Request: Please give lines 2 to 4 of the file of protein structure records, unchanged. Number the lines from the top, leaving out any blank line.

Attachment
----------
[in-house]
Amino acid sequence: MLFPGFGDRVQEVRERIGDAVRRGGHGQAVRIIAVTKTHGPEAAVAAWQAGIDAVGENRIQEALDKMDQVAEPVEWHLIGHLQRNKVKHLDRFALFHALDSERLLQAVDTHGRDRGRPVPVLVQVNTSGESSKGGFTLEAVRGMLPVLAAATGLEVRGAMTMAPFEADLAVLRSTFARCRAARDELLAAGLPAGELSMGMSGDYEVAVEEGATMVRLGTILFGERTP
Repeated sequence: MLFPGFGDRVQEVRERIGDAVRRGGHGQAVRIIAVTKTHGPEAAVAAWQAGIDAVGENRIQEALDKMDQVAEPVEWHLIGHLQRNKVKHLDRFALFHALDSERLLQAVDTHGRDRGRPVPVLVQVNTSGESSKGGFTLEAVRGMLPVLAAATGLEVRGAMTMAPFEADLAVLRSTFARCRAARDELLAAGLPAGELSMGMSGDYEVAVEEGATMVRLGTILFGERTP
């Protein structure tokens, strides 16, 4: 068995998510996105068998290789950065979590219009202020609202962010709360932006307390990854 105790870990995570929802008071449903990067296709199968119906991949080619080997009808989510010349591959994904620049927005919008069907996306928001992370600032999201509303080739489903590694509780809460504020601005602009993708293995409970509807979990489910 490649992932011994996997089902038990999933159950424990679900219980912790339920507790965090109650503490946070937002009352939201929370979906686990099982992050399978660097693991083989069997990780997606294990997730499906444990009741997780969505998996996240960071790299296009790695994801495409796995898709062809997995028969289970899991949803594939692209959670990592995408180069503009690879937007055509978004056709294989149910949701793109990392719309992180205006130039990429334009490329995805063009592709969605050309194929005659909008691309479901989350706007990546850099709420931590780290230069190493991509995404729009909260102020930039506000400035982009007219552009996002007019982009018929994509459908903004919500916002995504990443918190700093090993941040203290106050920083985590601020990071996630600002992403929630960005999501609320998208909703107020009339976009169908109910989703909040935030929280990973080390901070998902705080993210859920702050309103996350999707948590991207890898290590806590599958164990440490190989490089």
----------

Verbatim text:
Amino acid sequence: MLFPGFGDRVQEVRERIGDAVRRGGHGQAVRIIAVTKTHGPEAAVAAWQAGIDAVGENRIQEALDKMDQVAEPVEWHLIGHLQRNKVKHLDRFALFHALDSERLLQAVDTHGRDRGRPVPVLVQVNTSGESSKGGFTLEAVRGMLPVLAAATGLEVRGAMTMAPFEADLAVLRSTFARCRAARDELLAAGLPAGELSMGMSGDYEVAVEEGATMVRLGTILFGERTP
Repeated sequence: MLFPGFGDRVQEVRERIGDAVRRGGHGQAVRIIAVTKTHGPEAAVAAWQAGIDAVGENRIQEALDKMDQVAEPVEWHLIGHLQRNKVKHLDRFALFHALDSERLLQAVDTHGRDRGRPVPVLVQVNTSGESSKGGFTLEAVRGMLPVLAAATGLEVRGAMTMAPFEADLAVLRSTFARCRAARDELLAAGLPAGELSMGMSGDYEVAVEEGATMVRLGTILFGERTP
């Protein structure tokens, strides 16, 4: 068995998510996105068998290789950065979590219009202020609202962010709360932006307390990854 105790870990995570929802008071449903990067296709199968119906991949080619080997009808989510010349591959994904620049927005919008069907996306928001992370600032999201509303080739489903590694509780809460504020601005602009993708293995409970509807979990489910 490649992932011994996997089902038990999933159950424990679900219980912790339920507790965090109650503490946070937002009352939201929370979906686990099982992050399978660097693991083989069997990780997606294990997730499906444990009741997780969505998996996240960071790299296009790695994801495409796995898709062809997995028969289970899991949803594939692209959670990592995408180069503009690879937007055509978004056709294989149910949701793109990392719309992180205006130039990429334009490329995805063009592709969605050309194929005659909008691309479901989350706007990546850099709420931590780290230069190493991509995404729009909260102020930039506000400035982009007219552009996002007019982009018929994509459908903004919500916002995504990443918190700093090993941040203290106050920083985590601020990071996630600002992403929630960005999501609320998208909703107020009339976009169908109910989703909040935030929280990973080390901070998902705080993210859920702050309103996350999707948590991207890898290590806590599958164990440490190989490089």